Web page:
“I always wondered why my husband wanted for me to become pregnant every four years. We used the rhythm method. It worked. When I jokingly asked him about it, he would give some garbled answer and walk into another room. I was confused, but after each birth I went back to work in our landscaping business. Did I tell you we had a landscaping business?”
“No.” I knew a punch-in-the-face revelation was coming.
“I helped him carry Christmas trees up the stairs. One year I was also carrying our fourth child, but didn’t know it. A week later, I had a miscarriage. I lost so much blood, I was hospitalized and needed three transfusions. I don’t know how I made it out alive.
“After he saw me lying in bed and knew I was going to live, he finally answered my question. ‘I got you pregnant, because I thought you were too smart,’ he told me. ‘If I could keep you from going to college, I thought, I could keep you from leaving me.’”
My friend wiped away her tears quickly, because she didn’t want to take away value from her other three children. However, she was broken inside, and still cried for that lost baby.
Rape within Marriage
Now, we get to me. You can’t speak about something when you don’t have the words, but I must join the living ghosts of the abused, who smile in photographs as if nothing ever happened to them.
My true love left me. My family was dead. I had nowhere to go, so I accepted a proposal of marriage from an older gentleman, a small-town lawyer I met at a friend’s wedding. He seemed so chivalrous at the time. However, after we were married, things changed. My husband reveled in boasting, “You know what happened when another woman I was going to marry refused to have sex with me?” Silence. “I threw her out of the house!”
Silence and dread always seeped in at night. In a soft little voice, he would ask me, “Do you want to have sex?” “Of course,” I answered promptly. “I will get ready.”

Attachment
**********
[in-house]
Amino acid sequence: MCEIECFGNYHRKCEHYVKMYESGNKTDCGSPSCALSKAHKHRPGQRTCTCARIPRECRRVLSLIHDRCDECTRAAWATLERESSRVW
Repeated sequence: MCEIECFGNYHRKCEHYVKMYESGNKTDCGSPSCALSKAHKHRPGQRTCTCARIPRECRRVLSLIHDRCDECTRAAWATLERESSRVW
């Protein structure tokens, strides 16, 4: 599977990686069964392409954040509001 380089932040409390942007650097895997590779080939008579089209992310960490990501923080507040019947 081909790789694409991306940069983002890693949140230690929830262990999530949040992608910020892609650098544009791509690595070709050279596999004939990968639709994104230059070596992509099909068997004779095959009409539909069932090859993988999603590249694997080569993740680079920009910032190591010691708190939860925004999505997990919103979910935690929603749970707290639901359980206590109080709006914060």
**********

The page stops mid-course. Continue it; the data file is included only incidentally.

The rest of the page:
Then came the question that locked in my assent. He may as well have been holding a knife. I knew if I said no, a torrent of abuse would follow.
“Are you sure you’d like to have sex?” My eyes gave him the wide, loving look I had come to master. “Yes,” I said. And skipped away smiling (gagging).
After a year and a half of his sexual coercion, I realized I had endured rape within marriage.
This man had adopted a son from Russia when the boy was four years old. He was now sixteen. I never had to tell him anything. He understood my pain. One night, on his way out of the house to get high on marijuana with his friends, he pleaded with me, “Don’t leave him. Stay for me!”
I couldn’t. I thought my heart would come out of my body when I saw his face, but I couldn’t. I ran away while the degenerate I had married was sleeping and snoring. It caused a town scandal.
A few days after I had fled, I had a miscarriage. I was in my 40’s. Like my friend, I hadn’t known I was pregnant. Unlike my friend, my experience was not life threatening. But it was emotionally searing, as hers had been. This was the second man in my life whose sordid behavior had made me lose a baby. I never told a soul.
We bleed. We are broken in places now strewn with cobwebs, where men are no longer present.
When you lose a child, too much of you dies. When you kill a child, you make its murder—and your own—permanent. You have to live with it, but don’t be silent. Speak. Other women need to understand the consequences of the decision they might be forced to make.